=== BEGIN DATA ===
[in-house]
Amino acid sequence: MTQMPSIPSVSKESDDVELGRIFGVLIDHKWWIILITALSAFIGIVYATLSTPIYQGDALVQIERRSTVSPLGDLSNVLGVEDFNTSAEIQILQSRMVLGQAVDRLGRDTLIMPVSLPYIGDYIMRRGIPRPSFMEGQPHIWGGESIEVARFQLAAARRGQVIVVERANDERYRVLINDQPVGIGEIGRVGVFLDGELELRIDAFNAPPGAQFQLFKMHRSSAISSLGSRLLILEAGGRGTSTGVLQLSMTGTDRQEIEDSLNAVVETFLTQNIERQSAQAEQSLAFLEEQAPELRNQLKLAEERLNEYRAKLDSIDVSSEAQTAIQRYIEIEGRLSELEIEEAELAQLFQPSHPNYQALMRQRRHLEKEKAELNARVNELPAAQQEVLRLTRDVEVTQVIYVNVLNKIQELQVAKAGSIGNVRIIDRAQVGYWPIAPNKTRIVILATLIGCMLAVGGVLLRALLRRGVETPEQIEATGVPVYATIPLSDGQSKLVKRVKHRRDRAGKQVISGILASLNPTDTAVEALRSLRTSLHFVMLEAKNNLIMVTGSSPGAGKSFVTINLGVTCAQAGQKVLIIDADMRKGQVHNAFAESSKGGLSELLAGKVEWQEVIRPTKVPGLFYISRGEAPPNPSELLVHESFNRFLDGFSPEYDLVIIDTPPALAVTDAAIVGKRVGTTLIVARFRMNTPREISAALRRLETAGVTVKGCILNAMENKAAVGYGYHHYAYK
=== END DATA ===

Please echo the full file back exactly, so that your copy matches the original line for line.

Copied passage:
[in-house]
Amino acid sequence: MTQMPSIPSVSKESDDVELGRIFGVLIDHKWWIILITALSAFIGIVYATLSTPIYQGDALVQIERRSTVSPLGDLSNVLGVEDFNTSAEIQILQSRMVLGQAVDRLGRDTLIMPVSLPYIGDYIMRRGIPRPSFMEGQPHIWGGESIEVARFQLAAARRGQVIVVERANDERYRVLINDQPVGIGEIGRVGVFLDGELELRIDAFNAPPGAQFQLFKMHRSSAISSLGSRLLILEAGGRGTSTGVLQLSMTGTDRQEIEDSLNAVVETFLTQNIERQSAQAEQSLAFLEEQAPELRNQLKLAEERLNEYRAKLDSIDVSSEAQTAIQRYIEIEGRLSELEIEEAELAQLFQPSHPNYQALMRQRRHLEKEKAELNARVNELPAAQQEVLRLTRDVEVTQVIYVNVLNKIQELQVAKAGSIGNVRIIDRAQVGYWPIAPNKTRIVILATLIGCMLAVGGVLLRALLRRGVETPEQIEATGVPVYATIPLSDGQSKLVKRVKHRRDRAGKQVISGILASLNPTDTAVEALRSLRTSLHFVMLEAKNNLIMVTGSSPGAGKSFVTINLGVTCAQAGQKVLIIDADMRKGQVHNAFAESSKGGLSELLAGKVEWQEVIRPTKVPGLFYISRGEAPPNPSELLVHESFNRFLDGFSPEYDLVIIDTPPALAVTDAAIVGKRVGTTLIVARFRMNTPREISAALRRLETAGVTVKGCILNAMENKAAVGYGYHHYAYK